Paris Museum Issues Apology After Turning Away Woman In Low-Cut Dress
On 11th September 2020
Jeanne is a French literature student who decided to visit a famous tourist attraction with her friend. Opting for an elegant low-cut dress Jeanne had no idea that she would be restricted from entering the premises of the museum over her dress, informed by the guards 'rules are rules.' After facing backlash on social media, the museum has now officially apologised for their misconduct.
The Musée d'Orsay in Paris has officially issued an apology after turning away a female guest due to her low-cut dress.
Jeanne who is a French literature student decided to pay a visit to a famous tourist attraction spot when temperatures in the city were reaching 26C (78F). Jeanne decided to opt for an elegant low-cut dress for her outing. Little did she know her choice of dress is going to hurt so many people's pride.
But when they reached the door, Jeanne was informed that "rules are rules" before she had even had a chance to show her ticket.
Speaking to BBC News, Jeanne was allegedly told by a ticket agent: "Oh no, that's not going to be possible, that's not allowed, that is not acceptable."
Followed by this another guard was called over and started citing the museum's rules to Jeanne and her friend - who was wearing a crop top showing her navel.
"At no time does anyone say my cleavage is a problem, they're manifestly staring at my breasts, referring to them as 'that'," Jeanne said.
Jeanne was initially informed that she needs to wear a jacket before entering the museum which she refused, telling the BBC: "I don't want to put on my jacket as I feel beaten, compelled, I'm ashamed.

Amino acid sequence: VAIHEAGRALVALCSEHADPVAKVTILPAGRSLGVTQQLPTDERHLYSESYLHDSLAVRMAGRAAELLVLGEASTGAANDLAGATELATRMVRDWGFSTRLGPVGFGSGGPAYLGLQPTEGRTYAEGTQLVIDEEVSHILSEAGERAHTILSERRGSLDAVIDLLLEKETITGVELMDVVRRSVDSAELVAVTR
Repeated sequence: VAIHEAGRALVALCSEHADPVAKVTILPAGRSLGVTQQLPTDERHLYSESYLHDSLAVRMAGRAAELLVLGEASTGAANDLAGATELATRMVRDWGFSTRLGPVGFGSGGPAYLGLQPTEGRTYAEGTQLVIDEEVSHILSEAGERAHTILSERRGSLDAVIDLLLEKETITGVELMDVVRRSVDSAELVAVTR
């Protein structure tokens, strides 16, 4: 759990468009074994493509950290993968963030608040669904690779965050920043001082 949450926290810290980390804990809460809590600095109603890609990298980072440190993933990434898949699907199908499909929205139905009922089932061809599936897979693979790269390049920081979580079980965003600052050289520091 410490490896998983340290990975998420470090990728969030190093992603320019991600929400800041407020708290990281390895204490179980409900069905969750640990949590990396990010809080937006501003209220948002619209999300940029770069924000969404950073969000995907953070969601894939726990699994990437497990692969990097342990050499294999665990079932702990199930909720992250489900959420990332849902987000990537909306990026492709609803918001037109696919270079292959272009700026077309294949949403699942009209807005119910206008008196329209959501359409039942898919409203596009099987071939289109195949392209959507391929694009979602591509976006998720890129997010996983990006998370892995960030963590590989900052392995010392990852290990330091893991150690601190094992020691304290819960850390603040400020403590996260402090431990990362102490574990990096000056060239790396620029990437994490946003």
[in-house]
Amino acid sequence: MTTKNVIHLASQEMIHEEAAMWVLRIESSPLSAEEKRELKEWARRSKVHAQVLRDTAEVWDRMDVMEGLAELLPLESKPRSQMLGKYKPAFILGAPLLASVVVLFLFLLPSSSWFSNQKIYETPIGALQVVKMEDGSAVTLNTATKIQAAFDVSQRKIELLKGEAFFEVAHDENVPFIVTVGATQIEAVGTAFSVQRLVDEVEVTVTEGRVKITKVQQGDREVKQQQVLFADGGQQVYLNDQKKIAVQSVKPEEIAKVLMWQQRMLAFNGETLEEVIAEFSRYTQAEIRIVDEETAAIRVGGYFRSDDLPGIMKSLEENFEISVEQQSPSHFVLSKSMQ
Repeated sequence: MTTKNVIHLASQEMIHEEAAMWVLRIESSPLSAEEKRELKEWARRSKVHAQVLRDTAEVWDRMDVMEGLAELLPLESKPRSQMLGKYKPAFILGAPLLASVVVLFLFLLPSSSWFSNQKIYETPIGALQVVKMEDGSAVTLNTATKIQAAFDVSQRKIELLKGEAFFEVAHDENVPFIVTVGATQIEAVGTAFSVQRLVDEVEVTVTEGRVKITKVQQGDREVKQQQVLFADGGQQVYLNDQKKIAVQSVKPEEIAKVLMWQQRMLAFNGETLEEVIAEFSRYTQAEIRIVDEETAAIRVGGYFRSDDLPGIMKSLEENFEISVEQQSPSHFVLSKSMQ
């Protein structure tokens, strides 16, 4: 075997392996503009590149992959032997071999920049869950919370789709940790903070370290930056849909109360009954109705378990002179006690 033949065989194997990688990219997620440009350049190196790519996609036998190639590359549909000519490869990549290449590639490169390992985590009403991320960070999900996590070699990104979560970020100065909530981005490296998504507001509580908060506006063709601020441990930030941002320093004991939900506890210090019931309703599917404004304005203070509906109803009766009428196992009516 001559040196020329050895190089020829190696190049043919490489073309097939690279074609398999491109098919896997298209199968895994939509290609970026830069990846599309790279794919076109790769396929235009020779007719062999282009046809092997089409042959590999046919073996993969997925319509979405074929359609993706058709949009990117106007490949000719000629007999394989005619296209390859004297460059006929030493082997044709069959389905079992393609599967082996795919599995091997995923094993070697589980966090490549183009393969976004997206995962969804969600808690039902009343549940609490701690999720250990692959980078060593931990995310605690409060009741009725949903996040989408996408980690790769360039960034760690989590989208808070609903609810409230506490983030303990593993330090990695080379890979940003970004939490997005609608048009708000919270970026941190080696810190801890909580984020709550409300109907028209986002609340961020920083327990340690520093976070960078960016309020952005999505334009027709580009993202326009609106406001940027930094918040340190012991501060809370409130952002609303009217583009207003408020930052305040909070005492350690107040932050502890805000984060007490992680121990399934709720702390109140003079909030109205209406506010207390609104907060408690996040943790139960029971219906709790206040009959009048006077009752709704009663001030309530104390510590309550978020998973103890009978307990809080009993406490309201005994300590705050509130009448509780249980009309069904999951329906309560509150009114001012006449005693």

"I feel everyone's looking at my breasts. All I am is my breasts; all I am is a woman they are sexualizing."
Following the bizarre incident, Jeanne took to Twitter to share a picture of her dress and write an open letter to the museum.
After her post was retweeted over 23,000 times, the Musée d'Orsay responded, saying that they were aware of the "incident".
Officials from the museum said: "We deeply regret it and apologise to the person involved, with whom we are getting in touch."
Even though Jeanne has been personally contacted by phone with a 'very sincere apology,' Jeanne has still been left unimpressed with the museum's public response on Twitter, telling the BBC that it "fails to recognise the sexist and discriminatory nature of the event".
She also added that she loves art too much to not go back to the museum.
Twitter also pointed out the irony over the museum's request, considering many works of art on display feature varying degrees of nudity.